In the desert of southern Israel, a team of six scientists have begun simulating what it might be like to live on Mars.
The mission's five men and one woman will live in Makhtesh Ramon (commonly known as Ramon crater), the world's largest "erosion cirque," for nearly a month.
Makhtesh Ramon is one of the few places on Earth that, in terms of soil structure, minerals, remoteness, and other extreme conditions, resembles the environment on Mars.
Gernot Grömer, director of the Austrian Space Forum, told Israeli publication Haaretz that his team has been working on the Mars-Israel (AMADEE-20) project for four years.
According to Grömer, in terms of structure and research, the simulation is the most advanced in the world. Makhtesh Ramon is one of the few spots on the planet that looks exactly like Mars, with the added bonus of being able to go 200 meters and see completely different geological formations.
The team expects that AMADEE-20, which was supposed to launch in 2020 but was delayed due to COVID-19, will provide additional information that will aid in the preparation for future Mars missions.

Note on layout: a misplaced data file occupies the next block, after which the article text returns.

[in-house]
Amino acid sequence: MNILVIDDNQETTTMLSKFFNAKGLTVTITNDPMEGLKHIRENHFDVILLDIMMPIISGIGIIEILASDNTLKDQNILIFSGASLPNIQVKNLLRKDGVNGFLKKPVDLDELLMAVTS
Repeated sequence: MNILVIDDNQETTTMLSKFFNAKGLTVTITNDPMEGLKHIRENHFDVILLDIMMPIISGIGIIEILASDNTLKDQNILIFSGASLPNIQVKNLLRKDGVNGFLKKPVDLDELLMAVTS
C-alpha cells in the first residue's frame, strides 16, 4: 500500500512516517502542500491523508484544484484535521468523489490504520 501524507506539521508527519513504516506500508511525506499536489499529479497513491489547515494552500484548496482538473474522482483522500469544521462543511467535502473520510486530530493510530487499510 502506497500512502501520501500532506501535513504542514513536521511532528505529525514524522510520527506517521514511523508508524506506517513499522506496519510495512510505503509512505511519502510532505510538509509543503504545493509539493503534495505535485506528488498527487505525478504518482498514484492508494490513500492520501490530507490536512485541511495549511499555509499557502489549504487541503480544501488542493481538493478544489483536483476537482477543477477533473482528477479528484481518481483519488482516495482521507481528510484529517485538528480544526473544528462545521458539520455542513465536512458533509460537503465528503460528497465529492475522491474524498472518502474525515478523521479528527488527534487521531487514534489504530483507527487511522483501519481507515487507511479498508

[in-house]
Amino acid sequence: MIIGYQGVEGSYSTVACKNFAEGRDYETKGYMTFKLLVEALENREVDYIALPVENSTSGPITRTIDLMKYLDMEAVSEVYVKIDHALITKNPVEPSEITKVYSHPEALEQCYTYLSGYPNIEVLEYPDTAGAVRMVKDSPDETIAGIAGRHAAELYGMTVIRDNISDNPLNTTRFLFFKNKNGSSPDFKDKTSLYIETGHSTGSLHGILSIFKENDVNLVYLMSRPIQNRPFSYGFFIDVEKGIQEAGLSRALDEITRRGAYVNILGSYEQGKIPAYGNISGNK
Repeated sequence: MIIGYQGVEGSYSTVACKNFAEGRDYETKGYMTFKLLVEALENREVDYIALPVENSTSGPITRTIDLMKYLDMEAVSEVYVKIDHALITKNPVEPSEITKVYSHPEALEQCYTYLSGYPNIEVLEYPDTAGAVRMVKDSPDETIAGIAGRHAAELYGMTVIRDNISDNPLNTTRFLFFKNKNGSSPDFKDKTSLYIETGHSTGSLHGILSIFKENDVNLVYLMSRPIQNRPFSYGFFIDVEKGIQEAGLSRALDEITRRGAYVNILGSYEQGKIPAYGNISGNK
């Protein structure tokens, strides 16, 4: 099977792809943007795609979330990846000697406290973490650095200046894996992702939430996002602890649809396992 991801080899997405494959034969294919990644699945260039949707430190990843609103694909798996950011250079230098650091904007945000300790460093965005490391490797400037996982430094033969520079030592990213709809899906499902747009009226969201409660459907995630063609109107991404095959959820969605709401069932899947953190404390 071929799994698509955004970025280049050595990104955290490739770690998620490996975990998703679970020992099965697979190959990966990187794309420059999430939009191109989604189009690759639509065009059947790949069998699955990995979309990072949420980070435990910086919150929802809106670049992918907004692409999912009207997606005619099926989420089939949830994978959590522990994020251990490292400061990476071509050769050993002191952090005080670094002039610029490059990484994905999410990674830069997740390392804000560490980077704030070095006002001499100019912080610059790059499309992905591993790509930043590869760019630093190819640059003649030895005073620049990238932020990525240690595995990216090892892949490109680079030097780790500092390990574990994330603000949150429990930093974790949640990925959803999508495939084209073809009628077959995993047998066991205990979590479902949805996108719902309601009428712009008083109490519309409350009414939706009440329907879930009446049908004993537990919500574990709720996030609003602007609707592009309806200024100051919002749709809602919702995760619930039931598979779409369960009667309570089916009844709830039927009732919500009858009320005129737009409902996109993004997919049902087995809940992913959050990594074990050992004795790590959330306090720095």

Astronauts will be required to bring back a variety of unusual rocks and other discoveries in any real mission, which may be conveniently rehearsed here. Indeed, according to Grömer, the astronauts' primary goal is to imitate the hunt for life on Mars by first looking for signs of water and then collecting rock samples that will perhaps aid in the identification of living forms.
This isn't the first time a Mars simulation has taken place; in 2018, a four-day mission was completed in the same area.
In perfect timing, the journal Science published an analysis of images collected by the Mars rover Perseverance last Thursday, which verifies the theory that the planet's completely barren Jezero Crater was actually a lake fed by a few rivers 3.7 billion years ago.
This discovery has led experts to think that sediments in the crater may include traces of early marine life forms.
The European Space Agency, which is also considering launching a Mars mission, is backing the project, and NASA will be monitoring progress at the Makhtesh Ramon station and analyzing the data it produces.